This was another way of looking at the controversy, Marin Cilic wasn't given an opinion on the roof being closed. When you look at the other side, was Federer given an opinion? Did he slip the tournament directors a fiver and tell them to say nothing to Cilic? It's an interesting argument to make, being as Cilic also fares well on a fast court, which would the category that an indoor hard court would fall into. Federer was apparently kept posted on the decisions being made about the roof, but was Cilic kept posted as well? If we look at what Clarey said, that Roger was told 30 minutes before going on that the roof was being closed, would keeping him posted have made any difference? Cilic confirmed in his own press conference that he was given the option to practice indoors, but he chose to practice outdoors, just as he had been doing all tournament. Federer simply chose the opposite.

In an attempt to put an end to all the discussions, Andrew Burton tweeted this after seeing both of the press conferences. Both players were given the same information and engaging in any nonsense considering otherwise is pointless. Of course, this didn't stop people from arguing that it was clear favouritism. Would the argument have taken off if it had been Cilic who won? It's not for me to go and point out who is right and who is wrong here, but it's easy to see that the same events can be reported differently.

Of course, the roof being closed was much more pleasant for all involved. There is an argument that the roof should've been closed for the Monfils-Djokovic match earlier in the tournament, and God only knows why it wasn't. I would also argue that it should've been closed for the Ladies' Final. In both these cases, it was clear to see the heat affecting the players, and the safest option is definitely for the roof to be closed when that is a possibility. Maybe the bulb temperature rules need updating?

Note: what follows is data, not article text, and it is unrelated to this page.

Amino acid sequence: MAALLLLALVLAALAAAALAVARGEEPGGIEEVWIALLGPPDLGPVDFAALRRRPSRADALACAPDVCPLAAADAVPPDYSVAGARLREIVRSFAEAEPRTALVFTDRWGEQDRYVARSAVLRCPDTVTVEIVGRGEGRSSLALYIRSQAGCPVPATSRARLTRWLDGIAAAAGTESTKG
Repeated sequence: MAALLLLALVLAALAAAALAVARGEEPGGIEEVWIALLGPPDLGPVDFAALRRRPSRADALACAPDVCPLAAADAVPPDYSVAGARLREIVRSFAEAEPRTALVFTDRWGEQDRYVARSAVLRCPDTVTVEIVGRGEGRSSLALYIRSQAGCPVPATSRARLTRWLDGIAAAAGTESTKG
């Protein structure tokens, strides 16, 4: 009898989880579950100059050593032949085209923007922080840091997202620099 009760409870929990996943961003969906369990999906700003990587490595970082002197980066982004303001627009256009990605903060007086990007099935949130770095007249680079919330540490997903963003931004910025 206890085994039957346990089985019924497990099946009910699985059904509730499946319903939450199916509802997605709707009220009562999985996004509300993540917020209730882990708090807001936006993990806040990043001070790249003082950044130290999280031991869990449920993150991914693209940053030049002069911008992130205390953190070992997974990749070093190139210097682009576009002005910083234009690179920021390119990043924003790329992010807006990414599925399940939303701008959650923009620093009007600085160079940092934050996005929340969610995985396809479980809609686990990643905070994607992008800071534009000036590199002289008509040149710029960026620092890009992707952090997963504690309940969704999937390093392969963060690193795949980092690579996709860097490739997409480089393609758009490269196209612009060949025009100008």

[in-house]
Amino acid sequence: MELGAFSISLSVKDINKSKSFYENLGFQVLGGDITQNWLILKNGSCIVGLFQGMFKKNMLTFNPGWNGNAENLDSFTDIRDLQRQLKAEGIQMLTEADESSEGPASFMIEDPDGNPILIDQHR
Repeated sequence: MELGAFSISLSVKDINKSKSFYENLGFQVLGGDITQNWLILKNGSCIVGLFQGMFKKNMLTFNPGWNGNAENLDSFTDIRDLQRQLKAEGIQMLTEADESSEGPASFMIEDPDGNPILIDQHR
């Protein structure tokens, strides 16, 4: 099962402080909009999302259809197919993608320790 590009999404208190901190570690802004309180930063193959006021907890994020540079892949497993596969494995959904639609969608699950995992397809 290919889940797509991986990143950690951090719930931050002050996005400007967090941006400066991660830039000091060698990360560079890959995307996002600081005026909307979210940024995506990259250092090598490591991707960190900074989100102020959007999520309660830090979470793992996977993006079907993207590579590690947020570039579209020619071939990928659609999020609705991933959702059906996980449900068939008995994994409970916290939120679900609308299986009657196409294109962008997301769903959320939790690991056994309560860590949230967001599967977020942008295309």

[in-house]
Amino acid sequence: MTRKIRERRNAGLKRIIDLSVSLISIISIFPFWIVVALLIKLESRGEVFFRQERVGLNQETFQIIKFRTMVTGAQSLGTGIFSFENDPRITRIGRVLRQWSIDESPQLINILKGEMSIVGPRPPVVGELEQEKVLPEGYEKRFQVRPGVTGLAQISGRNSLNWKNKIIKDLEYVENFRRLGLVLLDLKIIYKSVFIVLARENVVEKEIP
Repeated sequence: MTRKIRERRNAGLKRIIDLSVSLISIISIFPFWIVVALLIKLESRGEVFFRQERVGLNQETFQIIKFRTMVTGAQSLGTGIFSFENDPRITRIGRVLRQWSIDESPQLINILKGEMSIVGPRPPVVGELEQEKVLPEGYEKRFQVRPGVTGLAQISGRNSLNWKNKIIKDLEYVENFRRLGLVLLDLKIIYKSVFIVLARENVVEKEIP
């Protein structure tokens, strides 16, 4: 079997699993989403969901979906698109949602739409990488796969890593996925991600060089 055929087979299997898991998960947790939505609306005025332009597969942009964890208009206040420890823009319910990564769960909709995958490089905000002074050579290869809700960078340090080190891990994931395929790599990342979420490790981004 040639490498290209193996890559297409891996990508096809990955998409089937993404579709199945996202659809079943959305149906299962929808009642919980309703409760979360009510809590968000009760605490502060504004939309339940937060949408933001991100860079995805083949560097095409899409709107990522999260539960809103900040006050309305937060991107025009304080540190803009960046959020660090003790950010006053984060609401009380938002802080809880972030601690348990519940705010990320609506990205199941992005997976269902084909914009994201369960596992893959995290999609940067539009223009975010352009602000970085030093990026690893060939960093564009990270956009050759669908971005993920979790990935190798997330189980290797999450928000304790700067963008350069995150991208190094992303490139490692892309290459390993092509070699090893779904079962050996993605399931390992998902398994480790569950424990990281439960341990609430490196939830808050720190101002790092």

Even as a Federer fan, I won't go out and say that it wouldn't have been better for Marin Cilic if he had practiced indoors, because obviously it would've been good for him to get used to the conditions that he would've been experiencing in the final. However, to speculate that there is some sort of favouritism going on, and that there's a conspiracy going on at every tournament to enable Roger Federer to win is wholly unprofessional at best. Professional journalists should prioritise the truth, and bring us the facts, especially in situations where things can so quickly become blurred. Obviously, when writing opinion pieces or the like, writers can throw in their opinions on players they like and dislike, and there will always be cases where writers genuinely perceive things differently, and will report as they have seen it. The differences in the cases above serve as a reminder for us to double check our sources before we take information as Gospel.